The results show Roberts with a bigger lead than Slattery's latest internal poll, which nonetheless showed the incumbent Republican leading by twelve points. And given the right-leaning tilt of the state -- President Bush won by twenty-five points in 2004 and by twenty-one points in 2000 -- it will be exceedingly difficult for Slattery to climb back.

Still, Roberts has been running radio ads and has kept up his attacks on Slattery, who spent the past several years in a prominent Washington lobbying shop. Is his attention to the race just due diligence on the part of a paranoid incumbent, or are there other numbers that indicate Slattery could actually give Roberts a race?

We're leaning towards the first answer, but as the race evolves, we'll keep an eye out to see if that changes.

Slattery Talks Up Poll

He's waging a long-shot bid to boot an incumbent Republican in a deeply red state, but ex-Rep. Jim Slattery's campaign is excited by the results of a new poll that shows him trailing Kansas Senator Pat Roberts by twelve points. The poll, conducted for his campaign, shows hidden signs, the pollster says, that even Roberts might have a race on his hands.

The poll, conducted 6/5-8 by Cooper & Secrest Associates for Slattery's campaign, surveyed 808 likely voters for a margin of error of +/- 3.5%. Roberts, running for his third term, and Slattery were tested, as were John McCain and Barack Obama.

General Election Matchup

Generic GOPer........41
Generic Dem............40


Perhaps it is unsurprising that Obama is running so close to McCain, given the amount of attention he has paid to the state and thanks to the support of its governor, Kathleen Sebelius. McCain will likely pull away in the coming months, but Obama is known in the state.

That could help Slattery, who is running against an opponent with less than stellar job performance numbers. Just 47% view Roberts' job performance as excellent or good, while 43% say it is fair or poor. Still, if coattails mean anything, most observers agree that they begin to take effect when one party wins at the top of the ticket by more than ten points. President Bush won the state by twenty five points in 2004, and by twenty one in 2000.

Roberts, wisely, is taking nothing for granted and has run early radio ads lambasting Slattery for his past as a Washington lobbyist. After serving six terms in Congress and losing a bid for governor in 1994, Slattery returned to Washington to work for Wiley Rein, a prominent law firm in town.

Roberts Ahead, At 50

While Republicans have been buffeted in recent weeks by polls showing even some of their supposedly safest incumbents in serious electoral trouble, at least a few are still hoping for easy races this year. Seeking his third term in the Senate, Kansas Republican Pat Roberts looks in good shape to score another six years in office, according to a new poll.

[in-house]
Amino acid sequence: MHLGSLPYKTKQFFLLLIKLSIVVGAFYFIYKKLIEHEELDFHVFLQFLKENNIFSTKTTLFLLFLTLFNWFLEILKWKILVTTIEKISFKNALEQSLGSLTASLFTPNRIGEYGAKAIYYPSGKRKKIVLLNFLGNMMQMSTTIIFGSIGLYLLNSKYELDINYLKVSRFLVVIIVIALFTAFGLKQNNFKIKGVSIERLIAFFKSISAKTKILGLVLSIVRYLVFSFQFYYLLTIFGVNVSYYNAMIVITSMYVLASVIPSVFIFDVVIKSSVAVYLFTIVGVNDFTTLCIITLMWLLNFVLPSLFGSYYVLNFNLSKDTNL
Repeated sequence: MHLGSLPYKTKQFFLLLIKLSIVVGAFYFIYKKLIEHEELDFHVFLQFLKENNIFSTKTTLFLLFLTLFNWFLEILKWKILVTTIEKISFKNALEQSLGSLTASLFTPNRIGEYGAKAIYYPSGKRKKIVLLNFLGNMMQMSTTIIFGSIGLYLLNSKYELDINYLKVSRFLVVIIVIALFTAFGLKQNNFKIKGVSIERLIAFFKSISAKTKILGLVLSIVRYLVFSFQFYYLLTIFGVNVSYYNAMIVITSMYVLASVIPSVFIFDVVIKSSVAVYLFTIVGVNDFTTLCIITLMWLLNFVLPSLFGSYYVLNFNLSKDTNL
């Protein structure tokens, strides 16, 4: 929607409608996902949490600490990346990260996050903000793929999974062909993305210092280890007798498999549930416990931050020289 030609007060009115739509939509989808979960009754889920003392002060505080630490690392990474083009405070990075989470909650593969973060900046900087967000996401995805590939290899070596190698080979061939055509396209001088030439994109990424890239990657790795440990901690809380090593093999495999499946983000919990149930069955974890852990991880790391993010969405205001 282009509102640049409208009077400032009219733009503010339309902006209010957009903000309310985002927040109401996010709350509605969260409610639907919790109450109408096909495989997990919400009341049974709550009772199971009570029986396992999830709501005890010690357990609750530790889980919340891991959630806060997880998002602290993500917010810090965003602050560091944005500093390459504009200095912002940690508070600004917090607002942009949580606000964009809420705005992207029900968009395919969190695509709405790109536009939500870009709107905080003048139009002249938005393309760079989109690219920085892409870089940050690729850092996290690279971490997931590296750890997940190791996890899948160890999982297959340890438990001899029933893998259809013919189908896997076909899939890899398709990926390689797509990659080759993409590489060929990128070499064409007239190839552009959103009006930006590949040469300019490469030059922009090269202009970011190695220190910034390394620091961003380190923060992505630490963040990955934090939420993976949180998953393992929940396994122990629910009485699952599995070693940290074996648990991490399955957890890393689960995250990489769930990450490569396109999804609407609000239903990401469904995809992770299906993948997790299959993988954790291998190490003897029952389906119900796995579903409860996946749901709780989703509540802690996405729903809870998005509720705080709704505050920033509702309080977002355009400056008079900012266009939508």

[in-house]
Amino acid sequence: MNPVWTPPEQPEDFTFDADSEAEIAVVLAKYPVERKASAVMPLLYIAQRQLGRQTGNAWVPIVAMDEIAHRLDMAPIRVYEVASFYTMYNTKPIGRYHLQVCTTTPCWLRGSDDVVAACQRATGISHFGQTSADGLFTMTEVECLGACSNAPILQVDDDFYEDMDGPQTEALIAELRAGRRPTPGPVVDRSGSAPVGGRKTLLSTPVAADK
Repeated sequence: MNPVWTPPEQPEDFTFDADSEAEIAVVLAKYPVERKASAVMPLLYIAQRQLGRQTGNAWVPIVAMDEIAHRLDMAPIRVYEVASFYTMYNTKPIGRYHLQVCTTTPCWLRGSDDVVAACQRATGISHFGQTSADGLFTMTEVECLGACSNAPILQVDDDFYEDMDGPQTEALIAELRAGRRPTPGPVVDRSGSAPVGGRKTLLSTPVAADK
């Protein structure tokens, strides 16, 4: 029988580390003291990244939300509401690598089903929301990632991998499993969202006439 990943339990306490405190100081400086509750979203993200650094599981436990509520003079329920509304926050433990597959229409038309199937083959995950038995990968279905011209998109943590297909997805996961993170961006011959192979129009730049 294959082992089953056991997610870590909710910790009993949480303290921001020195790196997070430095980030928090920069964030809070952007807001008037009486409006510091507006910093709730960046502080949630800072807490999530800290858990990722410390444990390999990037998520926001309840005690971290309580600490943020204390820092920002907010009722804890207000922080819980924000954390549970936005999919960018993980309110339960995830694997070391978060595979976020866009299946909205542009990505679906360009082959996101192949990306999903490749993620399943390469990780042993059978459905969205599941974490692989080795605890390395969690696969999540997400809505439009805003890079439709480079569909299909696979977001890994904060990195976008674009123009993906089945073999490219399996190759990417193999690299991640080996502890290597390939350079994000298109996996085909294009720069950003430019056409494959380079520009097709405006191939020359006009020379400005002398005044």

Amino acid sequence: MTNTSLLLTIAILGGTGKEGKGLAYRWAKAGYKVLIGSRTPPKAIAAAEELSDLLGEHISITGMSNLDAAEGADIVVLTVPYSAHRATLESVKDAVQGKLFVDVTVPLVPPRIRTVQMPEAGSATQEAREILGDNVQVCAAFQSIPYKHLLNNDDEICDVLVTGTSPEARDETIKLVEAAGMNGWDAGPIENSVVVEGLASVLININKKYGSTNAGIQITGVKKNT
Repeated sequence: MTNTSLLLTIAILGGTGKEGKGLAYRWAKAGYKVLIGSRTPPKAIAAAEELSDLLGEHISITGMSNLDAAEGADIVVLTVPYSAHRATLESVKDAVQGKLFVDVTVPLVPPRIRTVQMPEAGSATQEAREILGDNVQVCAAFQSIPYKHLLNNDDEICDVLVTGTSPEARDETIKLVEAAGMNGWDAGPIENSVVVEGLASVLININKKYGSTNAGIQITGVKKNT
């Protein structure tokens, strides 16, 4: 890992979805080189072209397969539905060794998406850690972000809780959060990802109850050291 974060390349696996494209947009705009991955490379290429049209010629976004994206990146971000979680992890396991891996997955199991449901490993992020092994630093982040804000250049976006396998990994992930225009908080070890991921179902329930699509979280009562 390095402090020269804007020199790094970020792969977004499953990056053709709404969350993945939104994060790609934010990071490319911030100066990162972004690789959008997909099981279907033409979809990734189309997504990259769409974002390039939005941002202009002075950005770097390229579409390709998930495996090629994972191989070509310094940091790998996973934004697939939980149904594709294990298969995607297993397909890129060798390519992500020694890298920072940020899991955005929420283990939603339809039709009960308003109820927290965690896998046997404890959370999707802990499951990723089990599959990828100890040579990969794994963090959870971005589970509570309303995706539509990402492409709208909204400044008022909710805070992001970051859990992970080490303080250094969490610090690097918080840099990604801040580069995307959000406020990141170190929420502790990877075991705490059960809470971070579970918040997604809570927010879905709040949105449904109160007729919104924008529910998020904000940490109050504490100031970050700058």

The poll, conducted by Research 2000 for DailyKos from 6/2-4, surveyed 600 likely Kansas voters for a margin of error of +/- 4%. Roberts and former Rep. Jim Slattery, the likely Democratic nominee, were tested among a sample that consisted of 33% Democrats, 45% Republicans and 22% independents and others.

General Election Matchup
(All / Dem / GOP / Ind / Men / Wom)
Roberts.....50 / 13 / 78 / 47 / 56 / 44
Slattery......38 / 74 / 10 / 42 / 34 / 42

Both candidates are seen largely favorably by Kansas voters. Robers enjoys a 56% favorable rating, while 40% see him unfavorably, and Slattery is viewed positively by 48%, while 37% have an unfavorable opinion -- in all, a surprising 85% who have an opinion of a candidate who had not sought election since 1994, when he lost a race for governor of Kansas.

Slattery's effort is decidedly uphill, even in what is expected to be a good Democratic year. 49% of respondents said they would vote to re-elect Roberts, while 24% said they would at least consider another candidate. Only 18% said they planned to vote to replace their incumbent. A member of Congress before coming to the Senate, Roberts won his initial election in 1996 with 62%, then cruised to re-election in 2002 with 83% of the vote.

Ex-Rep To Make KS Sen Bid

Former Congressman Jim Slattery, who represented Kansas in the House for six years, will make a run for Senate, he told top Kansas Democratic officials yesterday. Slattery, who has been out of politics since running unsuccessfully for governor in 1994, and who is now lobbyist at the Washington-based firm Wiley Rein, will return to Kansas to take on Senator Pat Roberts.

Slattery would not confirm his plans to the Kansas City Star's Steve Kraske, though he did say he will return to his Topeka home immediately. Kansas Democratic Party chairman Mike Gaughan spilled the beans earlier yesterday to the Associated Press, which reported the news.

Though Democrats are excited to get what they consider to be a top-tier candidate, Slattery faces an extremely uphill climb against Roberts. In ten elections for Congress or the Senate, Roberts has never received less than 62% of the vote, and in 2002 did not even face a Democrat in his re-election bid. Kansas as a whole voted for President Bush by 21 points in 2000 and 25 points in 2004, though it has elected Democratic Governor Kathleen Sebelius twice and two of the four members of the House from the state are Democrats.

Roberts, one of two senators from the state elected in 1996 when he replaced Republican Nancy Kassebaum after her retirement (Sam Brownback also won election that year to fill the unexpired term of Senator Bob Dole, who resigned to run for President). Through December, Roberts had banked just over $2.7 million, making Slattery's job in a heavily Republican state that much more difficult.